From the stack: Real Vol. 3

real3It must be some kind of testament to the volume of good comics currently in release that I’ve allowed myself to neglect one of the finest. I was trying to make a dent in my “to read” pile and randomly grabbed the third volume of Takehiko Inoue’s Real (Viz). Seriously, what kind of embarrassment of riches are we experiencing that this book can slip my mind, even briefly?

realscan1For those of you who aren’t familiar with the series, it’s about wheelchair basketball. Well, that’s not entirely accurate. It’s about wheelchair basketball in the same way that Fumi Yoshinaga’s Antique Bakery (DMP) is about pastry entrepreneurs. Real is about people, their choices and struggles, and the means they use to get through the day. Some of these people happen to play wheelchair basketball. That’s more like it.

The first two volumes were excellent, but the third goes to an even higher level. It focuses on Takahashi Hisanobu, a high-school athlete and entitled jackass left paralyzed from the waist down after an accident that’s entirely his fault. Needless to say, his expectations are entirely overturned. He’s powerless and frustrated, and he lashes out at everyone around him. But he also begins to take baby steps towards adapting to his new circumstances.

I’m sure I’ve mentioned this in other contexts, but I’m not one to be persuaded by the redemptive power of trauma, where a horrible thing happens to a terrible person, leading that terrible person to become a good person. It always strikes me as at least a bit lazy. Inoue doesn’t reinvent this particular narrative wheel, but he executes it so scrupulously that it’s impossible not to be engrossed. And Inoue is gutsy enough to allow the reader to still think Hisanobu is a jackass, no matter the difficulties the character is enduring.

realscan2This kind of material lends itself to melodrama, but it doesn’t feel like Inoue indulges in it. Each moment feels authentic and even understated, even if someone is screaming. It’s riveting to watch Hisanobu’s arrogance mutate into bitterness and to see his mother’s nerves become increasingly frayed. A comic with good intentions can be a mine field of tonal hazards, but Inoue doesn’t step on a one. His execution is almost startlingly poised – not stuffy, or dignified, but utterly economical and expressive.

And honestly, you are unlikely to see a better example of a creator showing instead of telling. Part of me wishes I could see the pages with no dialogue or narration, because I strongly suspect that every essential of the story would still be communicated. The physicality of the characters, their facial expressions and the composition of the pages deliver each beat.

No interest in basketball is required to enjoy Real. You only need to appreciate compelling human drama and splendid comics artistry.

(This review is based on a complimentary copy provided by the publisher.)

From the stack: Ikigami: The Ultimate Limit

ikigamiMotoro Mase’s Ikigami: The Ultimate Limit (Viz) has one of the more chilling opening sequences I’ve read recently. A group of first-graders are attending their school’s opening ceremonies. They receive their vaccinations from a team of smiling nurses. Then the principal lets the other shoe drop: some of them won’t live to be adults.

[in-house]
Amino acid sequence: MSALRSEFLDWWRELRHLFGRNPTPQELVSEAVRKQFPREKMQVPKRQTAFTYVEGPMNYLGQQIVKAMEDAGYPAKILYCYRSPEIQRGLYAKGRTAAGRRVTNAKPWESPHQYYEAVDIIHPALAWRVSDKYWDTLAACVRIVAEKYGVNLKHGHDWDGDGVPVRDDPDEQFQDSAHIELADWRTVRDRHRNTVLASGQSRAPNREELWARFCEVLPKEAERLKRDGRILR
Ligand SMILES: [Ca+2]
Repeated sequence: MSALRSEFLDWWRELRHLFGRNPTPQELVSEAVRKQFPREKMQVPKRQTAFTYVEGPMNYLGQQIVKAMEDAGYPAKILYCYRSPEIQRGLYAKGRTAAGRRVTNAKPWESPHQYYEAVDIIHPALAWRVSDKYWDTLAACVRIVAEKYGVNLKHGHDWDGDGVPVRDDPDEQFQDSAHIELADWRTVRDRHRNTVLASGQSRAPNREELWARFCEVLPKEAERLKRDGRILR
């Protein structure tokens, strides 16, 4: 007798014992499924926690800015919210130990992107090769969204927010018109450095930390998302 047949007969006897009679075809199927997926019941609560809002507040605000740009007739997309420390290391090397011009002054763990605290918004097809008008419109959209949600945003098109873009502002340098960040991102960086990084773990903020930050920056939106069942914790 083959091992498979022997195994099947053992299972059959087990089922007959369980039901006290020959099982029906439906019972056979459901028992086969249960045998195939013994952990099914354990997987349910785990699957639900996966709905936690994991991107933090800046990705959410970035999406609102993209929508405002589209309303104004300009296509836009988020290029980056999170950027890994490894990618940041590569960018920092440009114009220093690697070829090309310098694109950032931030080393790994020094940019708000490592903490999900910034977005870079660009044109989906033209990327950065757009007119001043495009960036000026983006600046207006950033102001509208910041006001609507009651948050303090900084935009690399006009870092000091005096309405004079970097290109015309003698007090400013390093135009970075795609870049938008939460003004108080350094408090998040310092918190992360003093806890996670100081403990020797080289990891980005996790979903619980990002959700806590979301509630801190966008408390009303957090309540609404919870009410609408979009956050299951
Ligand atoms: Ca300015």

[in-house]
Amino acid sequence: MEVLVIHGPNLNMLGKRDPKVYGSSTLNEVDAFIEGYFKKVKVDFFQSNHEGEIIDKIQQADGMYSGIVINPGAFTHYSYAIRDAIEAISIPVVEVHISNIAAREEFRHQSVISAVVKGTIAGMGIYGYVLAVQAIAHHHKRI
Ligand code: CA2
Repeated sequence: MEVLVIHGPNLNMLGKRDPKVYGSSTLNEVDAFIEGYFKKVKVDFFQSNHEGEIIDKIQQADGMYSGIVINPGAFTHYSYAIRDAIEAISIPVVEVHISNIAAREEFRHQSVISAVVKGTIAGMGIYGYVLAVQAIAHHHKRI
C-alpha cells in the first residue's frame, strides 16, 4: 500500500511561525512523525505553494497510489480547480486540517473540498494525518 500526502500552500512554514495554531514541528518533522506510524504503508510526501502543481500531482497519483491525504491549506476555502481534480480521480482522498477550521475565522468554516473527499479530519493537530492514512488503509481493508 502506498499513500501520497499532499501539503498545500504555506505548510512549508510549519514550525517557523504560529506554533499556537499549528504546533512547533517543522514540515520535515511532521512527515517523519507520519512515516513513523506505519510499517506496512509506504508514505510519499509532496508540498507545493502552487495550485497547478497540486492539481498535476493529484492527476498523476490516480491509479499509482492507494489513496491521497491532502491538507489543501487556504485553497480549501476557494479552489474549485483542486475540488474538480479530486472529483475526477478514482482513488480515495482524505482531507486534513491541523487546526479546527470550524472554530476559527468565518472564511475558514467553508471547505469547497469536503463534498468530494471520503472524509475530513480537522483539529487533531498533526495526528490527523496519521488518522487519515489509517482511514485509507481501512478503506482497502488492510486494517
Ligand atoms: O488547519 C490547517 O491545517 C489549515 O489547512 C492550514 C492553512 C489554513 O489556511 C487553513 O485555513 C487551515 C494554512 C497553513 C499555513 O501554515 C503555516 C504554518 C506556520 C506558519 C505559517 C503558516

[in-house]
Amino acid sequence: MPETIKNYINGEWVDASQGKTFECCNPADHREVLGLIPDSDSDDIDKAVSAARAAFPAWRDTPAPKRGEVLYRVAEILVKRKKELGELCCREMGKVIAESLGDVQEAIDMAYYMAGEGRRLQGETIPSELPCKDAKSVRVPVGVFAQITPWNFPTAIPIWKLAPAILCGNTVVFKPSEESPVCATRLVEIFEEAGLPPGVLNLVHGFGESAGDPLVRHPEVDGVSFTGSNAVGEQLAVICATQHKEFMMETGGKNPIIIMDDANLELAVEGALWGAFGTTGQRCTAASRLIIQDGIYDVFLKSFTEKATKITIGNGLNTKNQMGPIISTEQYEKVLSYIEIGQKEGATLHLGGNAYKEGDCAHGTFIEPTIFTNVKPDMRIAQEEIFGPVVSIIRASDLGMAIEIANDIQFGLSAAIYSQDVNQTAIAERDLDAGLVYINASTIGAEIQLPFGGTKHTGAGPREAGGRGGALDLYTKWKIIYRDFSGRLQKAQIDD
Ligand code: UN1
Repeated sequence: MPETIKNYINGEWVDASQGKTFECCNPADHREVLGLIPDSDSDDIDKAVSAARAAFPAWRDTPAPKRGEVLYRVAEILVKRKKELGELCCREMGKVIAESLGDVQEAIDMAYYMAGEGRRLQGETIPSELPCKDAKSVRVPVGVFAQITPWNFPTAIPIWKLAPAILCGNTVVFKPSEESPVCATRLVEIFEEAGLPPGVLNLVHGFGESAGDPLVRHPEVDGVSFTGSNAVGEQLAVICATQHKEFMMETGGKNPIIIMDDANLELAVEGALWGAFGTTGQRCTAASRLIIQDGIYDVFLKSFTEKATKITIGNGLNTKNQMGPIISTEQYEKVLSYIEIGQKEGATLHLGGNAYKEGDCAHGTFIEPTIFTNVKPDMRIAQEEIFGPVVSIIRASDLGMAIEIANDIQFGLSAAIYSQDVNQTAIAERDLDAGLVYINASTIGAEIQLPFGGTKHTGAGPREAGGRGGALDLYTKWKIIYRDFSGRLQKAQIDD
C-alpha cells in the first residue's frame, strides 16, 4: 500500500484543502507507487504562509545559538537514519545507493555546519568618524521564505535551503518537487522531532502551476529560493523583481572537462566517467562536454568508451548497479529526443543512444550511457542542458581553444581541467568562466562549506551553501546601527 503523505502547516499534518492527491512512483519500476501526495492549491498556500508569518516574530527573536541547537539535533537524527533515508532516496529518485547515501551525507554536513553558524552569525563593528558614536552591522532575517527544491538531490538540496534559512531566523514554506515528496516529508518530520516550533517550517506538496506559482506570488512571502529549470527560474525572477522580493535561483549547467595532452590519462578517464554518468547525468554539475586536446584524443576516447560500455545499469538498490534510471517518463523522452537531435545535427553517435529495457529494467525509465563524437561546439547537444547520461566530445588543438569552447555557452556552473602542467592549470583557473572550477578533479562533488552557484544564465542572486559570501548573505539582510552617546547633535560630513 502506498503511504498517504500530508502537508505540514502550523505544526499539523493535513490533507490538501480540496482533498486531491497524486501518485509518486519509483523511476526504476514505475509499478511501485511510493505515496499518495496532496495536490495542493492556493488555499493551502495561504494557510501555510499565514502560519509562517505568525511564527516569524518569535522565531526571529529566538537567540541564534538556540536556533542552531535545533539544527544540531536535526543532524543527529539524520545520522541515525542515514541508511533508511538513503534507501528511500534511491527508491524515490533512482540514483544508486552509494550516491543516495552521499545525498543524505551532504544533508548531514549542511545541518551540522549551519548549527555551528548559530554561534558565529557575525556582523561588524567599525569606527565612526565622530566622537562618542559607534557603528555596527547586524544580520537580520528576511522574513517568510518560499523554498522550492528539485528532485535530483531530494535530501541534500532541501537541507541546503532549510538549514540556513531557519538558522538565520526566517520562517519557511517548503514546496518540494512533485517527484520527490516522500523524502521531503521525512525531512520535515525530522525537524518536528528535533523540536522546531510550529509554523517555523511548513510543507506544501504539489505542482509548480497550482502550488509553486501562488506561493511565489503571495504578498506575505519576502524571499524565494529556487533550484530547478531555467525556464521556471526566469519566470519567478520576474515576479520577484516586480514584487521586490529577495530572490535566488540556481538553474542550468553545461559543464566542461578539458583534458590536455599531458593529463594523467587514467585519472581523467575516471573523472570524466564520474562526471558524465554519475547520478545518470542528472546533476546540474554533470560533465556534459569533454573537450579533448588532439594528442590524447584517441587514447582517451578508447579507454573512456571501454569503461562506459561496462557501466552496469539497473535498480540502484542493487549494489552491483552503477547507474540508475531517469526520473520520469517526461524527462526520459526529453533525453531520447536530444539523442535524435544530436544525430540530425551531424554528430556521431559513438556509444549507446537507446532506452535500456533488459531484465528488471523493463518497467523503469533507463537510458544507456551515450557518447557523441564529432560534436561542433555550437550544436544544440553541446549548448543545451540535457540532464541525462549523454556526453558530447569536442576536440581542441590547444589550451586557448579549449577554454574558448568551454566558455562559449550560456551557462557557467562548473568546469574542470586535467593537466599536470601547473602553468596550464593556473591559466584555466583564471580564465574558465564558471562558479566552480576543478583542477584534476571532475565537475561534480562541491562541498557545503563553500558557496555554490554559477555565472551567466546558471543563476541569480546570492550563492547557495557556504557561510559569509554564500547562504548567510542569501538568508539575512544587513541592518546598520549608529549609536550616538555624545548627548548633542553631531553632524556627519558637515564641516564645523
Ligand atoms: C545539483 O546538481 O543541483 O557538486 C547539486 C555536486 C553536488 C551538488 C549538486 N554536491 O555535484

The principal knows this because a very small percentage of the vaccinations include a nanotech device that will kill them sometime in their late teens or early twenties. The government has concocted this scheme “to instill a fear of death into the citizens of our peaceful society… so as to encourage them to value life.” It’s absurd, but it’s creepy at the same time.

A lot of creators would soften the absurdity by fabulizing the setting – storm-trooper cops, hover cars, a memorial hologram where Mount Fuji used to be. Mase keeps things flat and entirely recognizable, aside from a government that tries to teach perspective by randomly murdering .1% of the people it serves. He even devotes an unexpected but welcome number of pages to the bureaucracy that runs the nano-death system. The pedestrian details of the system of blinds between agencies and the management of the soon-to-be deceased actually add to the eeriness.

The story is framed around one of those bureaucrats, Fujimoto. He delivers “death cards” to the unfortunates 24 hours before their microscopic time bomb is set to go off. Fujimoto seems to take his work seriously more for the benefit of the condemned than out of belief in the system. He even demonstrates a small amount of skepticism as to its logic and value, though it isn’t really his story, at least not yet.

Mase’s primary interest lies with the condemned, exploring how different personalities will react to the knowledge that, through no fault of their own, they have one day to live. First is a brutally bullied nebbish who seeks revenge on the classmates who abused and humiliated him. Second is a young musician who abandoned his friend and partner for a career opportunity. The drama is more ostentatious here than the bits about how the system works, and it’s strangely less compelling.

I have no idea if Ikigami will evolve into a series about a moral struggle against the death-card system or if it will continue to extrapolate on the experiences of the recipients. If it’s the former, it could be something really special. If it’s the latter, I’ll probably keep reading for the inter-office memos.

Which will win?


Using my vast knowledge of odds-making, I devote this week’s Flipped to a look at the nominees for this year’s Eisner Award for Best U.S. Edition of International Material — Japan.



I’m sort of away, but news of this showed up via email, and you should go look:


I was just wondering if Viz would be migrating more of its loss leaders to the web, what with the end of Shojo Beat.

From the stack: Gakuen Prince

gakuenRise Okitsu and I have something in common. We both loathe her classmates at the prestigious Jyôshioka Gakuen Private High School. We both also harbor a burning desire to go full-on rage monkey on the unbalanced, entitled herd. Poor Rise is too meek, but I’m a prudish blowhard with a blog, so I’m a little freer to express myself about the cast Jun Yuzuki’s Gakuen Prince (Del Rey).